On Sunday, August 23, 2020, I urged Nigerians youths to be inspired by the 25-year-old man who instigated change in Mali after the discredited electio
On Sunday, August 23, 2020, I urged Nigerians youths to be inspired by the 25-year-old man who instigated change in Mali after the discredited elections produced a ‘re-elected’ President. We had a similar incident in Nigeria last year, and we accepted the illegal removal of a sitting Chief Justice of the Federation, who was replaced by a man who is so dense that he could not explain what a legal technicality is.
That action was the prelude to a rigged election, and the continuation of the corrupt Buhari government, which is plagued by infighting amongst members of a suddenly and stupendously wealthy cabal. The next day, a young man wrote a scathing piece insulting me and asking me what I did when I was 25 years old. To that young man, be it known that I have no shame; thus, insulting me is a waste of time. Christ took my shame away over 2000 years ago. However, I will now address the issues the young man raised.
As a young man of 23, (not 25), what was I doing? Good question. At that age, I was fighting General Abacha and was almost killed. I got my hands dirty working to frustrate Abacha’s self succession bid. I founded a pro-democracy group, Youths For a United Nigerian Generation, to act as a counter to the pro-Abacha Youths Earnestly Ask for Abacha. I would go to Somolu in Lagos, and print anti-Abacha material and drop it in bus stops around Lagos.
Naturally, I could not ask my parents to fund it, so I approached senior friends, like Dan Akpovwa, then the diplomatic editor of ThisDay, and Azuka Russell Enujeke, then a successful businessman in Maryland, and Louis Edafe Toweh, then a major advertising executive (he directed the ‘I feel good’ Malta Guinness ad). These guys are still alive. And I would be grateful if they can testify here.
I met Beko Kuti, who was our godfather in the pro-democracy movement (photo attached). I also met with other leading pro-democracy activists. YoUNG’s plan was to inspire a resistance (like what was happening in Malaysia at that time with Anwar Ibrahim), should Abacha succeed in transforming from a military dictator to a civilian President. We were planning a civilian coup to overthrow that government.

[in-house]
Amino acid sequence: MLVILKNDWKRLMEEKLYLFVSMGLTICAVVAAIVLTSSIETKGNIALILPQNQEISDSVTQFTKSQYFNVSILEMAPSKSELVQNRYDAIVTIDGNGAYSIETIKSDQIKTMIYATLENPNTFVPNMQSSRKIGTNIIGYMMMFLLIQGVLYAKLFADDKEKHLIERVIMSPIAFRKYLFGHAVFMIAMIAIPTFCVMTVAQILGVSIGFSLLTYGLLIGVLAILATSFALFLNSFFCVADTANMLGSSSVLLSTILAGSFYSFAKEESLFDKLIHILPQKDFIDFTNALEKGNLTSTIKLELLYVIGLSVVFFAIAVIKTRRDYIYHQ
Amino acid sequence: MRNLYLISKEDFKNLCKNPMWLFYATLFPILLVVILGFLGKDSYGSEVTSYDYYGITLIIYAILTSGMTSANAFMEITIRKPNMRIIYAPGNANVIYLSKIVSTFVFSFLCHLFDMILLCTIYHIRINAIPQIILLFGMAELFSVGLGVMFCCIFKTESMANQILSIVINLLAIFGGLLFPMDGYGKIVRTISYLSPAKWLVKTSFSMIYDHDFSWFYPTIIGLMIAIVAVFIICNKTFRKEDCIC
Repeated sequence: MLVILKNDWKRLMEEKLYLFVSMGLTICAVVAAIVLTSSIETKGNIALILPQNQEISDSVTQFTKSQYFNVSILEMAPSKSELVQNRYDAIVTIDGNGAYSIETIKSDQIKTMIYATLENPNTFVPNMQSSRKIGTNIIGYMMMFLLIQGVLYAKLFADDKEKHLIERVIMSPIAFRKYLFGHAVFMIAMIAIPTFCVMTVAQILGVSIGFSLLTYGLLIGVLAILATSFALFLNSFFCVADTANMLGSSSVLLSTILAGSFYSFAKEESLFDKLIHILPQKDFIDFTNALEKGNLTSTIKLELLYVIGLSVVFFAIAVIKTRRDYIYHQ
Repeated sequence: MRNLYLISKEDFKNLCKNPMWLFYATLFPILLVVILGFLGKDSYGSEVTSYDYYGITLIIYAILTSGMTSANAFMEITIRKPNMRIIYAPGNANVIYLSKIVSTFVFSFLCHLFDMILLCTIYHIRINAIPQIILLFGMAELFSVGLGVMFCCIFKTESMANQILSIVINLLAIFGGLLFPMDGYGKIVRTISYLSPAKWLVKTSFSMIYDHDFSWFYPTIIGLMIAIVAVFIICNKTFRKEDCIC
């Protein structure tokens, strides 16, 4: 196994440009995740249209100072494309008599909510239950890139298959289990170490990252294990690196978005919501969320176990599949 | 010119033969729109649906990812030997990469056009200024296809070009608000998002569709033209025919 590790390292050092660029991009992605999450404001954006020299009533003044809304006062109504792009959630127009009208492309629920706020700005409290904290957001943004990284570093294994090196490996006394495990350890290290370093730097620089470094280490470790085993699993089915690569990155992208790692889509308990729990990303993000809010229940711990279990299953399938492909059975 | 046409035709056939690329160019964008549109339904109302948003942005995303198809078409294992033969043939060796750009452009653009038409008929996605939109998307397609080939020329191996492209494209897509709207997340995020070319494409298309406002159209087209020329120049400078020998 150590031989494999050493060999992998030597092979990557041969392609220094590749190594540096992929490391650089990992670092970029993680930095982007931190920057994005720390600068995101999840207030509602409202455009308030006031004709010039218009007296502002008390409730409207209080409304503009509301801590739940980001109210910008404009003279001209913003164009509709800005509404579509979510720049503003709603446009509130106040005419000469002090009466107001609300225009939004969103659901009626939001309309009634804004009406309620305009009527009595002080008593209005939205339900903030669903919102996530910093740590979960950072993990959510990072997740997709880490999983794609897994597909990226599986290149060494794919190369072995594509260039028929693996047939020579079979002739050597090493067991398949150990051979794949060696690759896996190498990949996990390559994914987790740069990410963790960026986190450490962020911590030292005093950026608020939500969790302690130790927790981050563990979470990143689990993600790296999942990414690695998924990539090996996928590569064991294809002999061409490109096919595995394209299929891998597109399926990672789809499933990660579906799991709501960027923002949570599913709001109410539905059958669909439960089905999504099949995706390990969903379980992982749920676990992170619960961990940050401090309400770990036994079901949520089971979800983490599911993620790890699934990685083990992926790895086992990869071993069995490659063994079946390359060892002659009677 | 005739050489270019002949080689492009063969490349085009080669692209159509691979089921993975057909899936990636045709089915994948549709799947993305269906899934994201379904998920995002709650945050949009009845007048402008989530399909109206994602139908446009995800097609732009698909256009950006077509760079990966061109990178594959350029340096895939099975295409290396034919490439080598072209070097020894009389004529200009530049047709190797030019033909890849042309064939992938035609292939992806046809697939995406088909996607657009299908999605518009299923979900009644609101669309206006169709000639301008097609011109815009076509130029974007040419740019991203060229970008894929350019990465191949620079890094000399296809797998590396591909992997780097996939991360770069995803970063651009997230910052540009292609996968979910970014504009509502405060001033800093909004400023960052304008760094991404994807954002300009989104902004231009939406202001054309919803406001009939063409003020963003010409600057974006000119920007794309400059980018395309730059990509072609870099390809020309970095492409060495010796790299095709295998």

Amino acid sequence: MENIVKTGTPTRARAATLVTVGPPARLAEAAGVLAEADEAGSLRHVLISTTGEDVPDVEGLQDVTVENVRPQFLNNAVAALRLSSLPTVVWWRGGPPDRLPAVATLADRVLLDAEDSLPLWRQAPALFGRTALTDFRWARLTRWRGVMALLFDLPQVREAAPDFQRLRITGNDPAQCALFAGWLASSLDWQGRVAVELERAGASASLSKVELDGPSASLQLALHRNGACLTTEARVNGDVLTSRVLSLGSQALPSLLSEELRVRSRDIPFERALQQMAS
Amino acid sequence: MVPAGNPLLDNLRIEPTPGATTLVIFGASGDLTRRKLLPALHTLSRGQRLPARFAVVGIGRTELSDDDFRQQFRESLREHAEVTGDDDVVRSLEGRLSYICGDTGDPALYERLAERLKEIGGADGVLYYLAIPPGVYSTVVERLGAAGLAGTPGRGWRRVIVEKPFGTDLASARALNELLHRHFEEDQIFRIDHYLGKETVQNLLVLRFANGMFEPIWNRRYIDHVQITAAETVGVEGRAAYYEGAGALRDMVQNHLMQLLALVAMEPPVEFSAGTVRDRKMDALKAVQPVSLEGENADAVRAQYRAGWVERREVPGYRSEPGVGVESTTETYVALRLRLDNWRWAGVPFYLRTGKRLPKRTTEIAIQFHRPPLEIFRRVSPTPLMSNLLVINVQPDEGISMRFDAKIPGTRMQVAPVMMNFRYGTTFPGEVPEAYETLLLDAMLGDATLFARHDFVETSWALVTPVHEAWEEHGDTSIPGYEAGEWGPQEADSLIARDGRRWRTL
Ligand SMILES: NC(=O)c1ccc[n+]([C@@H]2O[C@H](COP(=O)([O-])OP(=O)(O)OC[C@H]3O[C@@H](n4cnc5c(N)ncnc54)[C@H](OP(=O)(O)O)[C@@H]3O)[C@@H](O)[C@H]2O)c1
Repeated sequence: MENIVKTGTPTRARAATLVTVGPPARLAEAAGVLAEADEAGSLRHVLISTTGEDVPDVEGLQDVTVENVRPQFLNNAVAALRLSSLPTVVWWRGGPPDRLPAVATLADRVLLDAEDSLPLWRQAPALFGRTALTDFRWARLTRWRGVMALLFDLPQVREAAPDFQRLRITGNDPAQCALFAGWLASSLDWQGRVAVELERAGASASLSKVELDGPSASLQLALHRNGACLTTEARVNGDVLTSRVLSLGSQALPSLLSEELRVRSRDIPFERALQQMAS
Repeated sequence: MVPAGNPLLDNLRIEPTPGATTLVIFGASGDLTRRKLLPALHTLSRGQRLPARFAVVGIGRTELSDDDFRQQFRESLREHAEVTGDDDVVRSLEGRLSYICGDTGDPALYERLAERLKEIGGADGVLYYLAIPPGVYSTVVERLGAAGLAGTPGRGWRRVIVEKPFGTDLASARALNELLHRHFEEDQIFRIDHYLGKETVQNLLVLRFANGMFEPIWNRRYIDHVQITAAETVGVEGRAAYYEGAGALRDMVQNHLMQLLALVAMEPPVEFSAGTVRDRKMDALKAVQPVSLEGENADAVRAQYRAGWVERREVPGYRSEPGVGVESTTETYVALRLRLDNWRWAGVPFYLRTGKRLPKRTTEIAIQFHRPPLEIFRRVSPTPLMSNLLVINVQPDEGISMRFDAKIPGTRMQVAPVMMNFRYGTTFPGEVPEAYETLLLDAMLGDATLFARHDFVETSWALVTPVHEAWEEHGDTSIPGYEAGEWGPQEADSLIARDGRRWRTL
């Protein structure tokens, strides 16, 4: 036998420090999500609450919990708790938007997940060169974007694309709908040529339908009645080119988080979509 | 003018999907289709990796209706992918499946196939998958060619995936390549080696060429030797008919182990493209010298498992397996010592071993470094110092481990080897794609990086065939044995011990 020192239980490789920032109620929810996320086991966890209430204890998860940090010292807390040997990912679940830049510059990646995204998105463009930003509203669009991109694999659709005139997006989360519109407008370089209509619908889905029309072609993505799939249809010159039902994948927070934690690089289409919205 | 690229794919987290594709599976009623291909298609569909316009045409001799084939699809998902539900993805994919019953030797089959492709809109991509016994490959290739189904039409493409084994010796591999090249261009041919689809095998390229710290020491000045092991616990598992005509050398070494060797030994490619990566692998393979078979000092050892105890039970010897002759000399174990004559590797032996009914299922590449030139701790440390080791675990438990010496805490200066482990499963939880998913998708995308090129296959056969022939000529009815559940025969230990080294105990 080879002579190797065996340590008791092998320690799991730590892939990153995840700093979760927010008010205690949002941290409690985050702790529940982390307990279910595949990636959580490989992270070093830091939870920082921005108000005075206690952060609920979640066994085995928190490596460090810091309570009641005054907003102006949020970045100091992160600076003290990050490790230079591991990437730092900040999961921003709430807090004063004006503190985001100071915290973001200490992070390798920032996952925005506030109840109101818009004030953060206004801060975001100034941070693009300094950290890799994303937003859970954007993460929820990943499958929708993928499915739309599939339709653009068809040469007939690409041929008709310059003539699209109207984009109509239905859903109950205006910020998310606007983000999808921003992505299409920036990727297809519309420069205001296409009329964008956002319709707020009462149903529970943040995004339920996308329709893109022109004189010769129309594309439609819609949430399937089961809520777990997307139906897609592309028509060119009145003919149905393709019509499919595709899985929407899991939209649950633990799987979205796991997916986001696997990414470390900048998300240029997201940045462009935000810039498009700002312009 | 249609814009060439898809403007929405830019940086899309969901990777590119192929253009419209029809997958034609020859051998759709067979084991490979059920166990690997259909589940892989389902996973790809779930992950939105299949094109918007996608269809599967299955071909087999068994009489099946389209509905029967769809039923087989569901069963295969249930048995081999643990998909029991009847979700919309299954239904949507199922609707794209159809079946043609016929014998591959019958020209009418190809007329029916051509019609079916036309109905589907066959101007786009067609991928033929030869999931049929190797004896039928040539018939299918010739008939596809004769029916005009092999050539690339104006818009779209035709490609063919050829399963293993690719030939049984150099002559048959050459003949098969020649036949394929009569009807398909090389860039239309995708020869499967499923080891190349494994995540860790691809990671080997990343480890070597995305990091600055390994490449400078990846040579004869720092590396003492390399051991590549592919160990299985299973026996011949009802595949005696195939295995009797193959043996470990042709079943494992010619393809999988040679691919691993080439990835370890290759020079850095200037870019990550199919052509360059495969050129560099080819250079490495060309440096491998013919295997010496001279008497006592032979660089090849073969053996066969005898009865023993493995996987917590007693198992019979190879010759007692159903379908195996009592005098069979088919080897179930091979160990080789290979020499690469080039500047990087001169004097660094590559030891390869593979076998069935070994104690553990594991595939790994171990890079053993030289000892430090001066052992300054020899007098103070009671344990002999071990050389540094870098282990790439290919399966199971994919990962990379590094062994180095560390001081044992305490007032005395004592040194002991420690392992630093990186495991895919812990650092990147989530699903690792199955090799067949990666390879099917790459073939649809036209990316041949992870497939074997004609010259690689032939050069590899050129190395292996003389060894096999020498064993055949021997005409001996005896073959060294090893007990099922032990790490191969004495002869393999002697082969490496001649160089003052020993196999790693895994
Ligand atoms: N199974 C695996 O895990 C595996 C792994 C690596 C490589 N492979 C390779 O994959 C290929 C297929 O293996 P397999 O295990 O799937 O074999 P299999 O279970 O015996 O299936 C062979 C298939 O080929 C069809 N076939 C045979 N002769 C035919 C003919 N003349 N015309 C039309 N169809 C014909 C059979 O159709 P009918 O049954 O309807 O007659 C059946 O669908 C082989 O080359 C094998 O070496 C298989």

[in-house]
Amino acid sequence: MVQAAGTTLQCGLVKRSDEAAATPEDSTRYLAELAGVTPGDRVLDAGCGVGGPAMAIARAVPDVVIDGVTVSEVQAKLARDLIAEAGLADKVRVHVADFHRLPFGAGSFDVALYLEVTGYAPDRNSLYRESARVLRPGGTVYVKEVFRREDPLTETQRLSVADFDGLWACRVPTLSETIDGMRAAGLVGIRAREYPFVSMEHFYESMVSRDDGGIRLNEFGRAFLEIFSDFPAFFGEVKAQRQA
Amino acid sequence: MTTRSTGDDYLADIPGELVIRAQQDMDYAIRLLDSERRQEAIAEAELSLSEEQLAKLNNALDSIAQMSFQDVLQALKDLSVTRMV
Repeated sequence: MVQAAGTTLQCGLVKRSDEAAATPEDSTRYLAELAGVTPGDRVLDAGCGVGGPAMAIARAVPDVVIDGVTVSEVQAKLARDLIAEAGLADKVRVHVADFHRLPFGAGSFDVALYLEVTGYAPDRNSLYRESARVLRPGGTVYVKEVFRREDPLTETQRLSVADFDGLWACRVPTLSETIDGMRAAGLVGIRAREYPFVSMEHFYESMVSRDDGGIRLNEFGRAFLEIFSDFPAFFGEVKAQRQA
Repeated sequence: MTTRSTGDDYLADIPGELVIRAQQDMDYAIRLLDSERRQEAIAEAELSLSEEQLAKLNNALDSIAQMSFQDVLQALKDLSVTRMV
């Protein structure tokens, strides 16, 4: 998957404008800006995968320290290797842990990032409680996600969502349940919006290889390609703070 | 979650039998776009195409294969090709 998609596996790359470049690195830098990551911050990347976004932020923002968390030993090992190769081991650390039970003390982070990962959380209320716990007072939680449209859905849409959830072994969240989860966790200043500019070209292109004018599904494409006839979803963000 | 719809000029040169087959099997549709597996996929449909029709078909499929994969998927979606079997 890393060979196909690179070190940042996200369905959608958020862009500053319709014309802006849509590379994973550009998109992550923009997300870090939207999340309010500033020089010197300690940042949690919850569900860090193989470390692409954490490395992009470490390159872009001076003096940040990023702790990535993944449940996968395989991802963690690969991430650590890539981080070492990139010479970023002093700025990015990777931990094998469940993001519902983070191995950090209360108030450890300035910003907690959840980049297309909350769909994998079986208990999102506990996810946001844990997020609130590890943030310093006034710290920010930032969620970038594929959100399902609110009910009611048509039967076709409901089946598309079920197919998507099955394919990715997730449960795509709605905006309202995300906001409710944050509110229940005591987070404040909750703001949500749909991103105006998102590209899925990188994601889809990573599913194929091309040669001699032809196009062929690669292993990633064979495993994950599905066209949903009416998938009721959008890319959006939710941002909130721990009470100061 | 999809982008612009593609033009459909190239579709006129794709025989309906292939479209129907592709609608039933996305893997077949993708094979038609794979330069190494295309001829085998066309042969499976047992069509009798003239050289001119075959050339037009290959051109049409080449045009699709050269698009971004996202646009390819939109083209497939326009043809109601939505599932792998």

I was meeting with Western diplomats who helped our group with logistics. Youths for a United Nigerian Generation held events in Lagos and mobilised youths, and I was prepared to die rather than accept Abacha. For this, I was honoured by the then Dutch ambassador to Nigeria, Bastiaan Korner (photo attached). I was 24 when this happened in 1998.
Tope Fasua, a Presidential candidate in the last election, and a current big-time editor of a national daily, whom I would not want to name due to his sensitive position, can confirm these. I am not saying youths should not watch #BBNaija. What I am saying is that it should not consume them to the point where they are tunnel-visioned on it and lost to more critical matters happening around them.
Big Brother, like all such reality shows, does not have as a primary function the entertainment of its viewers. That is a secondary goal. The main goal is the exploitation of their viewers. Nigerian youths spend tens of billions voting on Big Brother. However, when a young person, like Fela Durotoye, or Kingsley Moghalu, runs for office, they don’t donate money to them. Obama became President out of nowhere because American youths donated to him. If our youths can spend on Big Brother, they will get better value for money donating for youthful candidates.
I still continue in my pro-democratic activities. After the February 2019 Presidential elections were postponed, I organised buses, at my own cost, to ferry stranded Nigerians to vote. Please Google this. After General Buhari rigged himself back to power, I took up a full-page advert in ThisDay, at the cost of almost a million Naira, stating that I would not call him President Buhari, but rather, General Buhari. I did this, a full nine months before The Punch Newspapers took a similar stance. Please Google it.
I am not asking Nigerian youths to do what I have not done, or what I am not doing, or what I am not going to keep doing continuously, until either Christ returns, or I go to meet my Maker.
By the way, I schooled in England at the time when Big Brother began there. Yet, I have not watched an episode of the program. I am too focused on developing myself and improving my environment to have time to sit for hours watching toilet romance and slay queen fights. God did not create me and give me the life skills I have to waste my time on that!